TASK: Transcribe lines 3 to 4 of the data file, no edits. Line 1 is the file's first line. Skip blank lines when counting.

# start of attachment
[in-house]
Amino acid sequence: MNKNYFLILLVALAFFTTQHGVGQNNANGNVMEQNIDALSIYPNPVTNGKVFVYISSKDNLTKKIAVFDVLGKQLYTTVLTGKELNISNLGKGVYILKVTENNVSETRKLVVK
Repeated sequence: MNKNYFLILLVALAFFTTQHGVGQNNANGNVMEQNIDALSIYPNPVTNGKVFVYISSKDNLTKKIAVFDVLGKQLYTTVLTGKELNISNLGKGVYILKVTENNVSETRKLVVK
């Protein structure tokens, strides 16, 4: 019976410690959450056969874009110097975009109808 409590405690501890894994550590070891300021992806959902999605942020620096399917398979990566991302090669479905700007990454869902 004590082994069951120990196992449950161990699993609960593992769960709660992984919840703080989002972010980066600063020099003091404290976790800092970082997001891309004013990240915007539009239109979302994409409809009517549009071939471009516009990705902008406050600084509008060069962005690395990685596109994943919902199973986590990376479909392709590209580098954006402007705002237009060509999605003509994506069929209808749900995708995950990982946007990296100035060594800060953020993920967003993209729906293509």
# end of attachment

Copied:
Repeated sequence: MNKNYFLILLVALAFFTTQHGVGQNNANGNVMEQNIDALSIYPNPVTNGKVFVYISSKDNLTKKIAVFDVLGKQLYTTVLTGKELNISNLGKGVYILKVTENNVSETRKLVVK
């Protein structure tokens, strides 16, 4: 019976410690959450056969874009110097975009109808 409590405690501890894994550590070891300021992806959902999605942020620096399917398979990566991302090669479905700007990454869902 004590082994069951120990196992449950161990699993609960593992769960709660992984919840703080989002972010980066600063020099003091404290976790800092970082997001891309004013990240915007539009239109979302994409409809009517549009071939471009516009990705902008406050600084509008060069962005690395990685596109994943919902199973986590990376479909392709590209580098954006402007705002237009060509999605003509994506069929209808749900995708995950990982946007990296100035060594800060953020993920967003993209729906293509």